Interview 6.0 - Annelise Hickey

Interview 6.0 - Annelise Hickey

Well this one’s been in the works for quite some time now. An interview with my pal Annelise Hickey. Who, in my opinion, is Melbourne's, no Australia's, no the world’s greatest film director.

I’ve watched Anno’s career grow from strength to strength. From winning an ARIA for Best Music Video with Vance Joy, to now a short film that debuted at Robert’s De Niro’s Tribeca Film Festival in New York.

It wasn’t just her professional skills that grew over this period, but Anno’s connectivity to her culture and her bravery in confronting past challenges.

We took some time to talk business with Anno and discuss the making of her short film Hafekasi.

S+W: Holy moly, a worldwide premiere at Tribeca Film Festival, a screening at Melbourne International Film Festival (MIFF), London International Film Festival, West Washington Film Festival, Hawaii International Film Festival, Hālāwai Film Festival (New York) and then rounding out the year at Brisbane International Film Festival. It may be shorter next time to write the festivals you didn’t make it into.

Your short film Hafekasi has been on quite a journey, and it’s not stopping anytime soon. Tell us when the idea of creating the film first began.

Thanks for the intro Sam! Haha. This is beautifully strange, being interviewed by my best mate for a label I love so much, so thanks for having me.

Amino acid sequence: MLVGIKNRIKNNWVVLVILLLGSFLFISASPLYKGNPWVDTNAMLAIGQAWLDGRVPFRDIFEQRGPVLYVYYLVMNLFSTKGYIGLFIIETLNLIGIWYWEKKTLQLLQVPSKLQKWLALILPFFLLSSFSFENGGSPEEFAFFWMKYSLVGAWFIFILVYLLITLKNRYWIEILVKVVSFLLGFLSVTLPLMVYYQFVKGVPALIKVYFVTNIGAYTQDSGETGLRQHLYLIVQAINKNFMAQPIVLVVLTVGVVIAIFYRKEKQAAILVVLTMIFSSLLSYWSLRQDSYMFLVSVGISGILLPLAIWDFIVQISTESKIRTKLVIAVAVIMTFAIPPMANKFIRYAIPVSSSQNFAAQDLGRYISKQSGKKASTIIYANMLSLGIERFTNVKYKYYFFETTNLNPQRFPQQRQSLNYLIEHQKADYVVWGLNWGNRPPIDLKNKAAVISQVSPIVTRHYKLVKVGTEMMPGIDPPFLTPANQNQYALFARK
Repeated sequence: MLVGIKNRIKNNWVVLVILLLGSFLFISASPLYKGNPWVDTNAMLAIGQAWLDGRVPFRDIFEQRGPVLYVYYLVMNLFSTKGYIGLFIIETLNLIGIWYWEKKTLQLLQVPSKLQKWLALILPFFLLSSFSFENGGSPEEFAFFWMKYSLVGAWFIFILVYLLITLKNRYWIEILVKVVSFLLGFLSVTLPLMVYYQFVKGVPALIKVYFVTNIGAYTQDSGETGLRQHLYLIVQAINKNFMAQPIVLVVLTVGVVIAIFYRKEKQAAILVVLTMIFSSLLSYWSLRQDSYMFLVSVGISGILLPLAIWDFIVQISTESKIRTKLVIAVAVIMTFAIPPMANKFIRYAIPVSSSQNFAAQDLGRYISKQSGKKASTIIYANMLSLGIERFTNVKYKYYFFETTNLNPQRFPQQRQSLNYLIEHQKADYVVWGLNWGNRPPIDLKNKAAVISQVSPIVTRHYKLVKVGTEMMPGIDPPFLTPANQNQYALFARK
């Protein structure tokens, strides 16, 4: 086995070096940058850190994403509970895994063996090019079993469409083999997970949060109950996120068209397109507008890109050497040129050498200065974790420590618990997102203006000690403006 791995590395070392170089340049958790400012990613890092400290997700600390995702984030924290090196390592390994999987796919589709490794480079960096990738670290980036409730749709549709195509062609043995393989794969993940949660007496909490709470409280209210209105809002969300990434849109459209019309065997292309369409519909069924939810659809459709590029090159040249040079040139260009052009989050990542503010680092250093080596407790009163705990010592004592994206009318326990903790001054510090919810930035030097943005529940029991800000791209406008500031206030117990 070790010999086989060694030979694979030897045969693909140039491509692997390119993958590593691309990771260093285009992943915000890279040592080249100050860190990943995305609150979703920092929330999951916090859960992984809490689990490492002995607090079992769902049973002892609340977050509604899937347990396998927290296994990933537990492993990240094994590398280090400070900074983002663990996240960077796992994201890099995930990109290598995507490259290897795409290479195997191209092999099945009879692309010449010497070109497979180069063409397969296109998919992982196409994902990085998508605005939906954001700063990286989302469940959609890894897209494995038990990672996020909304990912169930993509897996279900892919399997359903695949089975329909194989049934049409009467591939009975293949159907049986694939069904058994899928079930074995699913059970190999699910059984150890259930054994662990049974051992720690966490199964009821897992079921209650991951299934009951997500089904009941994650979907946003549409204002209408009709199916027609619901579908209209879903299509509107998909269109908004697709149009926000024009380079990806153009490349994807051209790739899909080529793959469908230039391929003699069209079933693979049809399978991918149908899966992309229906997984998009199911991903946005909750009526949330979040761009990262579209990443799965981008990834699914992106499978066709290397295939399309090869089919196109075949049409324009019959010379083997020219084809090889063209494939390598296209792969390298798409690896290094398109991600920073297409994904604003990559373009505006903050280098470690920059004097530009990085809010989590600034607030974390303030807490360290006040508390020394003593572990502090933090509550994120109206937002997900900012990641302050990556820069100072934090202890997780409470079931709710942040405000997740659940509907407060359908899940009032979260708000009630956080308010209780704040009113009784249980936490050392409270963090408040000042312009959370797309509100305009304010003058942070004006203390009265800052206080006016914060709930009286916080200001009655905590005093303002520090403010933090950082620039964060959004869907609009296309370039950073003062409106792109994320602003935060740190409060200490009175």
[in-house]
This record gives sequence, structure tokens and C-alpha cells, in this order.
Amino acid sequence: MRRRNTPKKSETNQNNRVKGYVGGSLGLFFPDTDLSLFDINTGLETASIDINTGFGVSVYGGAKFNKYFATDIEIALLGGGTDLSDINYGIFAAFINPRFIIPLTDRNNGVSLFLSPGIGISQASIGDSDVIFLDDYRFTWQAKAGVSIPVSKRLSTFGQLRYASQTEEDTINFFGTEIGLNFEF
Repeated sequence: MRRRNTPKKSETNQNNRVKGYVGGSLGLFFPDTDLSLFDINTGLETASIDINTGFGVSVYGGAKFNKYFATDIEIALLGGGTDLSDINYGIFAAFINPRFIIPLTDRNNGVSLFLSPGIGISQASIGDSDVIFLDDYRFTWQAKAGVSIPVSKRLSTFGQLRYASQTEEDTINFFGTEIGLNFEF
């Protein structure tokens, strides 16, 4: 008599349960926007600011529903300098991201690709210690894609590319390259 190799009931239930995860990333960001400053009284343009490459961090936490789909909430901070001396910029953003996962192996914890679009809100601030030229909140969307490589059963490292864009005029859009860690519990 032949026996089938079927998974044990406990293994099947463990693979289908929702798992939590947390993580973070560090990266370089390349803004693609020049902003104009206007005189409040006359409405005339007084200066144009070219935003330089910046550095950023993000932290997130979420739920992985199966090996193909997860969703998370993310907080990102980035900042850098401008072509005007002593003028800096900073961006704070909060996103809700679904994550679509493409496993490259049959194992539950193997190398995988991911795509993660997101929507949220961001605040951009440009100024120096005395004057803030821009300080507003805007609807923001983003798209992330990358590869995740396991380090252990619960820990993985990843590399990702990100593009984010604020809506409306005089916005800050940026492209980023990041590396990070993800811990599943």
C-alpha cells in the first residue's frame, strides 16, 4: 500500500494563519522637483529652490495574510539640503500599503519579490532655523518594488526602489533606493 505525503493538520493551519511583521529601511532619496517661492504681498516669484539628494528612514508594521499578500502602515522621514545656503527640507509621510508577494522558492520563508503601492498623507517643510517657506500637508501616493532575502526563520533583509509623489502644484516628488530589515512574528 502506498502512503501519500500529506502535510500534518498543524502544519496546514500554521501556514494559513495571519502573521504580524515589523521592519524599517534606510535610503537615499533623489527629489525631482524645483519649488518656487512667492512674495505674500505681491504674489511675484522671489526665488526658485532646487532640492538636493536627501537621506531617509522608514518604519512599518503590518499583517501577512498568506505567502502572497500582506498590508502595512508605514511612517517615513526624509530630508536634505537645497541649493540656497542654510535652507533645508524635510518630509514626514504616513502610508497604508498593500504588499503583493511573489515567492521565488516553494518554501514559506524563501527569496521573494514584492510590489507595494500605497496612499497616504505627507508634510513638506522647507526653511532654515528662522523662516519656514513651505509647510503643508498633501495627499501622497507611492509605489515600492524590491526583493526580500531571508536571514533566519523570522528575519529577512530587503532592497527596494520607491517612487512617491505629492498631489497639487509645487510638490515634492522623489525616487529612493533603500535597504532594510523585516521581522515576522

Hafekasi (Tongan for ‘half-caste’) is about a mixed Tongan-Australian girl Mona, living with her white Mum and navigating culture and identity in 90’s Australia. I haven’t seen this particular story on screen, especially mixed Polynesian-Australian and thought there might be other mixed folk out there who would resonate with the film, especially in Melbourne being the “melting pot of culture” that it is.

Living in between two cultures, I’ve never feel like an expert in one, so imposter syndrome would rear it’s head when I had tried to write this very personal story in the past. I’ve probably poked at it for over a decade. But things got moving after I went to Aotearoa for the first time and saw how brown culture was celebrated over there; more specifically Maori, Polynesian. People are really proud to be brown over there and so they should be! So, when I got home, I got to work and the script kinda poured out of me in a few days. I think I just needed to give myself permission and before that trip, I wasn’t ready to get real.

S+W: It’s such a long timeline, and all these accomplishments and celebrations must feel like you’re having 10 birthdays in the one year. How have you been dealing with all the excitement the film is generating?

Haha! It’s been a wild ride that has far exceeded my expectations. I’m trying to ride the big waves, to be as present as possible and taking all the opportunities that come our way. I think with that excitement, it’s easy to just keep wanting more so I’ve channeled that in to more writing for future projects.

I had some strangers in New York approach me after a screening, crying because Hafekasi resonated so deeply with them. I guess it just reinforced why I want to make films. Not to make people cry, but seeing yourself being reflected on screen is pretty powerful stuff.

S+W: The story of Mona (played by Izabelle Tokava) is based on your childhood growing up in a place where you felt isolated. You are a Hafekasi. Half brown, half white.

On one hand you had the undeniable love of your white Australian family, but were left somewhat abandoned with your connection to your Tongan lineage.